Why Trump Won


A small cottage industry has emerged around trying to explain why Donald Trump won the US Presidential elections and is now set to become the 45th President of the United States, in January 2017.

In this column, I will not try and explain why Trump won, but something a little more than that. Hence, the headline to that extent is misleading.

The mainstream media in the United States is primarily based out of Washington and New York, which are on the east coast. Given this, we are now being told, they were not in touch with the realities of working class Americans in middle and rural America.

And it is these working-class Americans who ultimately voted for Trump. At least, this is the narrative that is emerging now, to explain why Trump won. Even if this post-facto narrative that is now emerging, is true, the Americans who voted for Trump did so for the wrong reason. Allow me to explain.

During the heydays of the manufacturing in the United States, the factories were based out throughout the large parts of middle America. Gradually, these factories have shut down and jobs have been lost. The conventional narrative is that these jobs have been outsourced to China, where its way cheaper to manufacture stuff that was earlier being manufactured in the United States.

This loss of jobs has impacted the sense of self of many Americans. As Ryan Avent writes in his book The Wealth of Humans—Work and its Absence in the Twenty-First Century: “Work is not just the means by which we obtain the resources needed to put food on the table. It is also a source of personal identity. It helps give structure to our days and our lives. It offers the possibility of personal fulfilment that comes from being of use to others, and it is a critical part of the glue that holds society together and smoothes its operation.”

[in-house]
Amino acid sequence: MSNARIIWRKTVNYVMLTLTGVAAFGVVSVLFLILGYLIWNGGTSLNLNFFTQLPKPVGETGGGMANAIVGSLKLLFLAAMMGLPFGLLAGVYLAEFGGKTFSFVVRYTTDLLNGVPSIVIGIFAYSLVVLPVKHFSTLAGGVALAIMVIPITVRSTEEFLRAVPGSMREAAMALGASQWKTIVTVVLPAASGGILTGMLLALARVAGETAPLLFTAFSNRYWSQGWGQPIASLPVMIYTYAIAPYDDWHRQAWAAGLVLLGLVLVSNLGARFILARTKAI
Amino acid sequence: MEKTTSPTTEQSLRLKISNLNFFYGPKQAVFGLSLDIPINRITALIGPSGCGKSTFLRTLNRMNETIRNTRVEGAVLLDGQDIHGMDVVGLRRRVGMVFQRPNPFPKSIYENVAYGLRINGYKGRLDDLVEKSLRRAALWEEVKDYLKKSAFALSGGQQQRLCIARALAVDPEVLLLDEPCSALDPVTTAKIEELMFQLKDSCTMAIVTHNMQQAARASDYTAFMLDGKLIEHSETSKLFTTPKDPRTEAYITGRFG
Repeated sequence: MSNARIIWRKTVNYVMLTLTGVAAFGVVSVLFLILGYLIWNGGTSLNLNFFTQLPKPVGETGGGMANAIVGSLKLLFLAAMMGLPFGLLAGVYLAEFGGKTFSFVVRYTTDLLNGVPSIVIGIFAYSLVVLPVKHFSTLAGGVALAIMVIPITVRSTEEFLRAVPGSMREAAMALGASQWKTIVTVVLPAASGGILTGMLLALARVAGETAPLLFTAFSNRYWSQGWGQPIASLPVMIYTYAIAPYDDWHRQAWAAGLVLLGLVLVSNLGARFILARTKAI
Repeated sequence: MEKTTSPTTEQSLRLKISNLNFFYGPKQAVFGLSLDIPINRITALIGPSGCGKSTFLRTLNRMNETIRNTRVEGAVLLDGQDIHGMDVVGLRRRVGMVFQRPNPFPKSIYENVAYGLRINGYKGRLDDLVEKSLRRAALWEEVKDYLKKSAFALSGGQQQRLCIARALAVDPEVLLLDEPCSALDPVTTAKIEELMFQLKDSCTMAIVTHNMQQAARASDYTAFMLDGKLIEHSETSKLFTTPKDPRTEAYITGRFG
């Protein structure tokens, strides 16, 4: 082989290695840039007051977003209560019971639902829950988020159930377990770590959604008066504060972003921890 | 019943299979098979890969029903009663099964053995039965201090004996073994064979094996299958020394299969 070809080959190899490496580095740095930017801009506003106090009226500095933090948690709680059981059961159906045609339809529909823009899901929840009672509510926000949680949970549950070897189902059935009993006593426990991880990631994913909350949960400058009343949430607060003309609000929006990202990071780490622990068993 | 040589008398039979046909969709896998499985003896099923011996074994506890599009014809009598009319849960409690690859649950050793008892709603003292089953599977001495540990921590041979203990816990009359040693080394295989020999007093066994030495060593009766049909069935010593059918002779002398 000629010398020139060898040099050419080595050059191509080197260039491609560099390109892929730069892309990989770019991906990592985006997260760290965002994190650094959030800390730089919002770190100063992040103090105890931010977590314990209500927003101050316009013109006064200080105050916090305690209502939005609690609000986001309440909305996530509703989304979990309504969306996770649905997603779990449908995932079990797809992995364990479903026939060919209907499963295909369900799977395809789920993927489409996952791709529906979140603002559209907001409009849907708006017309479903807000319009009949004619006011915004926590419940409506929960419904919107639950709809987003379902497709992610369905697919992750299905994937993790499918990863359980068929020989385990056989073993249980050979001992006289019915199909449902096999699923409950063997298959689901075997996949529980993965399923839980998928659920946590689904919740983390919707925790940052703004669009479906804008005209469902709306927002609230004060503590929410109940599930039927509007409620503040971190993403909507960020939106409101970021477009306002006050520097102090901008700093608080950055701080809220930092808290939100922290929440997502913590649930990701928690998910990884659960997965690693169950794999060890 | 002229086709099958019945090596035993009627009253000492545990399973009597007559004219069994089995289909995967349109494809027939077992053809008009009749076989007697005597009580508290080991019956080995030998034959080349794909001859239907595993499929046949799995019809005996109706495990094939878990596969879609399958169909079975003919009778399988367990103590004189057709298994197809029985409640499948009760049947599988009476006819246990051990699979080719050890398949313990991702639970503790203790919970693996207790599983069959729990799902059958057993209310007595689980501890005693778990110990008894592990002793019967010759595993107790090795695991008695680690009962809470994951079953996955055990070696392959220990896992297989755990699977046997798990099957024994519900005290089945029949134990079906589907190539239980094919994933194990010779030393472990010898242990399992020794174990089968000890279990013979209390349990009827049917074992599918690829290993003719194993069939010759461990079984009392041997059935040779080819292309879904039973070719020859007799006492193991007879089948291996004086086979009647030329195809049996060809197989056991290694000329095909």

Hence, those who have lost jobs over the last few decades, think the Chinese and the immigrants are to be blamed for it. In fact, this is one of the major reasons being offered by those analysing Trump’s success. We are now being told that Trump managed to tap into this frustration of middle America, of jobs that had been lost and so and so forth. Or as Donald Trump put it: “We will make America great again”.

But the figures do not reflect this. As economist Michael Hicks writes in a research paper titled The Myth and Reality of Manufacturing in America: “Almost 88 percent of job losses in manufacturing in recent years can be attributable to productivity growth, and the long-term changes to manufacturing employment are mostly linked to the productivity of American factories.”

What does this mean in simple English? It essentially means that an average American worker is producing more stuff while working in a factory than he did in the past. And this is because of the advances made in automation and information technology. This has led to the average worker producing more. It has also led to the need for fewer factories carrying out manufacturing